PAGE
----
The world is changing and has always changed, but the pace now is startling. If I look back over my lifetime the scale and pace of industrial and technological change has been immense, almost beyond the imagination of even the most far-sighted.
But it is not looking back – amazing though it may be – that is important.
It is looking to the future and anticipating the changes to come.
The countries and communities that place themselves at the forefront of technological and scientific advances are the ones that will be more prosperous and more cohesive in the future. And there is exciting news nationally and locally.
I was pleased to announce last month the six pilot areas for a trial of full fibre broadband. Typically at the moment, a fibre connection runs ultra-fast broadband to the green cabinets we see on our streets and then a copper cable runs to our homes.
That has served us well, and made us one of the best connected countries in Europe. But the last stretch of copper slows download speeds, and as data usage is growing fast we must look to the future.
The pilots look at the practicality and financing of rolling out fibre broadband into peoples’ homes.
I am pleased to see that my colleagues at Harrogate Council are putting in place measures which will do just that.
Officers and councillors have started projects looking at Harrogate Connectivity. Part of that is looking at how we can introduce a full fibre broadband network to businesses in the district. This framework can then be used to provide a wider residential roll out when full fibre becomes commercially available.
To put this in context, after the huge investment over the last seven years 93% of residential properties in North Yorkshire can access superfast broadband giving download speeds of up to 24mbps.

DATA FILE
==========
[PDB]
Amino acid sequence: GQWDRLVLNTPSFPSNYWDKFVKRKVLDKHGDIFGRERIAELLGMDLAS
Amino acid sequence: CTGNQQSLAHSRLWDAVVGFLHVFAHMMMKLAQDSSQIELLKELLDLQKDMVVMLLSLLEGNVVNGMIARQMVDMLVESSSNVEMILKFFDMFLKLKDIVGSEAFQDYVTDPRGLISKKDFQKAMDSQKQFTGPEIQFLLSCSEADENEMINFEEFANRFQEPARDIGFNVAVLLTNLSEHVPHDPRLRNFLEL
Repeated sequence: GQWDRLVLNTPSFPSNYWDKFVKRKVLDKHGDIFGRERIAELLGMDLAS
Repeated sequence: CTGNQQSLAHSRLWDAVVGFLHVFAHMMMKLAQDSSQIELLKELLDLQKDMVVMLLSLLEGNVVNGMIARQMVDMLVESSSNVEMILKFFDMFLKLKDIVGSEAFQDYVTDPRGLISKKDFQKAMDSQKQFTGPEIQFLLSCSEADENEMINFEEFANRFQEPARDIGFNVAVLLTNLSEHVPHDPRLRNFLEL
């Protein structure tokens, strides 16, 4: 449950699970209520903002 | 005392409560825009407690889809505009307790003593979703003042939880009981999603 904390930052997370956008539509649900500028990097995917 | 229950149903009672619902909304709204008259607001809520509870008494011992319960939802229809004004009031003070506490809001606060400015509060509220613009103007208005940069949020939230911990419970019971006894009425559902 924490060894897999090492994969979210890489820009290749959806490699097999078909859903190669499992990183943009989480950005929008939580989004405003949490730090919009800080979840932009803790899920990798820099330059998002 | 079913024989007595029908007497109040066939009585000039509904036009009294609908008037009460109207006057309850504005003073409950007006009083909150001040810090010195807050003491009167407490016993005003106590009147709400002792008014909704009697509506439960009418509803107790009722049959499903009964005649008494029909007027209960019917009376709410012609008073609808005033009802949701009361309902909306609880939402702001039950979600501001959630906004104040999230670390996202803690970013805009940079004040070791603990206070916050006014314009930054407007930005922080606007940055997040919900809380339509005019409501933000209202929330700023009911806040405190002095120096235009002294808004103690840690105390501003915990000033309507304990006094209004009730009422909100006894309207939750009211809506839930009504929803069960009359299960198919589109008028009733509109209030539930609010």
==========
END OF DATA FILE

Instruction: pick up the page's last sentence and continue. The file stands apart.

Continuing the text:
But only 2% of UK properties can access ultra-fast fibre broadband allowing download speeds of 1 gbps (giga bit per second) – typically this means a high definition TV programme can be downloaded in just five seconds.
Harrogate Borough Council is also aiming to provide free public wi-fi in our urban areas. This will be a real step forward. It ties in with a £40m Government investment in what is known as ‘the Internet of Things’ or IoT. The IoT recognises that our world is becoming more connected. It is estimated that around 20 billion devices will be connected to the internet by 2020.
So imagine a scenario where your phone tells you where the available parking spaces are compared to the shops you want to visit, updates you where the best bargains near you are as you walk around, tells you where there is a free table for the food of your choice, pays automatically for the goods you purchase, tells you if friends and family are in town too, reminds you whose birthday is coming up as you walk past a card shop and helps keep you in touch.
Studies show that with an integrated town centre wi-fi network people are more likely to visit and are more likely to linger.
Full fibre broadband and town centre wi-fi are big areas – I do not do them justice.
The possibilities seem to be limited only by the breadth of imagination. But to make it happen we need public bodies and private industry to be hungry to take advantage of the latest advances and we need to push hard for investment.
I will be working with local councils, business and communities to play my part in ensuring we meet those objectives.